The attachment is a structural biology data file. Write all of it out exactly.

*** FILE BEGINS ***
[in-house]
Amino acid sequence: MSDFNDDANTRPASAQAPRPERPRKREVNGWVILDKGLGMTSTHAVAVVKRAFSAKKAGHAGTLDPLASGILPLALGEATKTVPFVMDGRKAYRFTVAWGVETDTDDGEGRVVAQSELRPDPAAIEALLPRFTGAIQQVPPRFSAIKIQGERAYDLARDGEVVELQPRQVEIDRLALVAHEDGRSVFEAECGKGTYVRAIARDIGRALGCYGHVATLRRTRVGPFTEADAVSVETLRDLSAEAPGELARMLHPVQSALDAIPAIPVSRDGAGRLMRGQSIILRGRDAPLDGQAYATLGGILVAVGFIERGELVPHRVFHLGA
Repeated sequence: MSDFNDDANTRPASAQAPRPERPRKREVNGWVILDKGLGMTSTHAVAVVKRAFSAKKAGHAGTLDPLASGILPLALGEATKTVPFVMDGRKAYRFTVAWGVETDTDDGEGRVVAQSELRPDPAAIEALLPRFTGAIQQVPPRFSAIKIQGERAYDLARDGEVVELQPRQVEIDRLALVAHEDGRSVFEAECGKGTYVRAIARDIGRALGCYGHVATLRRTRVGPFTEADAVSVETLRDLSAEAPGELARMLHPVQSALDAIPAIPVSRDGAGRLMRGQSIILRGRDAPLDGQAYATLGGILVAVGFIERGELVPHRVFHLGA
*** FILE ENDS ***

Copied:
[in-house]
Amino acid sequence: MSDFNDDANTRPASAQAPRPERPRKREVNGWVILDKGLGMTSTHAVAVVKRAFSAKKAGHAGTLDPLASGILPLALGEATKTVPFVMDGRKAYRFTVAWGVETDTDDGEGRVVAQSELRPDPAAIEALLPRFTGAIQQVPPRFSAIKIQGERAYDLARDGEVVELQPRQVEIDRLALVAHEDGRSVFEAECGKGTYVRAIARDIGRALGCYGHVATLRRTRVGPFTEADAVSVETLRDLSAEAPGELARMLHPVQSALDAIPAIPVSRDGAGRLMRGQSIILRGRDAPLDGQAYATLGGILVAVGFIERGELVPHRVFHLGA
Repeated sequence: MSDFNDDANTRPASAQAPRPERPRKREVNGWVILDKGLGMTSTHAVAVVKRAFSAKKAGHAGTLDPLASGILPLALGEATKTVPFVMDGRKAYRFTVAWGVETDTDDGEGRVVAQSELRPDPAAIEALLPRFTGAIQQVPPRFSAIKIQGERAYDLARDGEVVELQPRQVEIDRLALVAHEDGRSVFEAECGKGTYVRAIARDIGRALGCYGHVATLRRTRVGPFTEADAVSVETLRDLSAEAPGELARMLHPVQSALDAIPAIPVSRDGAGRLMRGQSIILRGRDAPLDGQAYATLGGILVAVGFIERGELVPHRVFHLGA